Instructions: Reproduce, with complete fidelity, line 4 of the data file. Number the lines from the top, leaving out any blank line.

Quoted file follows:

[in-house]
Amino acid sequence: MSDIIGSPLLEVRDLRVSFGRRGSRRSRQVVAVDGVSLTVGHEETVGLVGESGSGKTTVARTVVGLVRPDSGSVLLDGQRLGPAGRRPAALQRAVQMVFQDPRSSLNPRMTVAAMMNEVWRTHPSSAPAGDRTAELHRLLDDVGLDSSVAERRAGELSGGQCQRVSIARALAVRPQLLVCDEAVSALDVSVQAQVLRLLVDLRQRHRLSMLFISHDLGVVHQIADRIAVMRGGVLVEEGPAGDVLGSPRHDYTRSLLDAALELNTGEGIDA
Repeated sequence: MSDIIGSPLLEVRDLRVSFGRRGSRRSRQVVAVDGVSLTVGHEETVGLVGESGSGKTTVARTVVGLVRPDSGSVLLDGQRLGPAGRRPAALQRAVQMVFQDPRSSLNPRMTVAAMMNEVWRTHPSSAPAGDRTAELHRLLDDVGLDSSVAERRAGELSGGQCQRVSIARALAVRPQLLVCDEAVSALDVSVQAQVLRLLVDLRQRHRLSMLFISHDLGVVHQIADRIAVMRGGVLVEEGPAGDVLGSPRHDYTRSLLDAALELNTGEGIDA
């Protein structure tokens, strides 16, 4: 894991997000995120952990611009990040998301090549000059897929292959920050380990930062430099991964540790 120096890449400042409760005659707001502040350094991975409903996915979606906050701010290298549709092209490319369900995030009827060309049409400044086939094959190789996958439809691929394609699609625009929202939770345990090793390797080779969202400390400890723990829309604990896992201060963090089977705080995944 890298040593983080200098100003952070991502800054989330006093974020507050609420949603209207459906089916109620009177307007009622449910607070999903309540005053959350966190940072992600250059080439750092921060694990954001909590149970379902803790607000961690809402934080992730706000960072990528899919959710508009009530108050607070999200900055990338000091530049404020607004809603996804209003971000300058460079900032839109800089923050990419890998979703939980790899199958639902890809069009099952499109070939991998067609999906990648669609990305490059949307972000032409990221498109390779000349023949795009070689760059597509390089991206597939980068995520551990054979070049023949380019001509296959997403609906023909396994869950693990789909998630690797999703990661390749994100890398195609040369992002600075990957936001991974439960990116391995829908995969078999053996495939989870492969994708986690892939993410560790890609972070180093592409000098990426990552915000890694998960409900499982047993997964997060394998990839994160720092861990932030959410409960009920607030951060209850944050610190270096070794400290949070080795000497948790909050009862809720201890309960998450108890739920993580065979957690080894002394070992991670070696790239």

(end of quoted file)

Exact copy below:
């Protein structure tokens, strides 16, 4: 894991997000995120952990611009990040998301090549000059897929292959920050380990930062430099991964540790 120096890449400042409760005659707001502040350094991975409903996915979606906050701010290298549709092209490319369900995030009827060309049409400044086939094959190789996958439809691929394609699609625009929202939770345990090793390797080779969202400390400890723990829309604990896992201060963090089977705080995944 890298040593983080200098100003952070991502800054989330006093974020507050609420949603209207459906089916109620009177307007009622449910607070999903309540005053959350966190940072992600250059080439750092921060694990954001909590149970379902803790607000961690809402934080992730706000960072990528899919959710508009009530108050607070999200900055990338000091530049404020607004809603996804209003971000300058460079900032839109800089923050990419890998979703939980790899199958639902890809069009099952499109070939991998067609999906990648669609990305490059949307972000032409990221498109390779000349023949795009070689760059597509390089991206597939980068995520551990054979070049023949380019001509296959997403609906023909396994869950693990789909998630690797999703990661390749994100890398195609040369992002600075990957936001991974439960990116391995829908995969078999053996495939989870492969994708986690892939993410560790890609972070180093592409000098990426990552915000890694998960409900499982047993997964997060394998990839994160720092861990932030959410409960009920607030951060209850944050610190270096070794400290949070080795000497948790909050009862809720201890309960998450108890739920993580065979957690080894002394070992991670070696790239």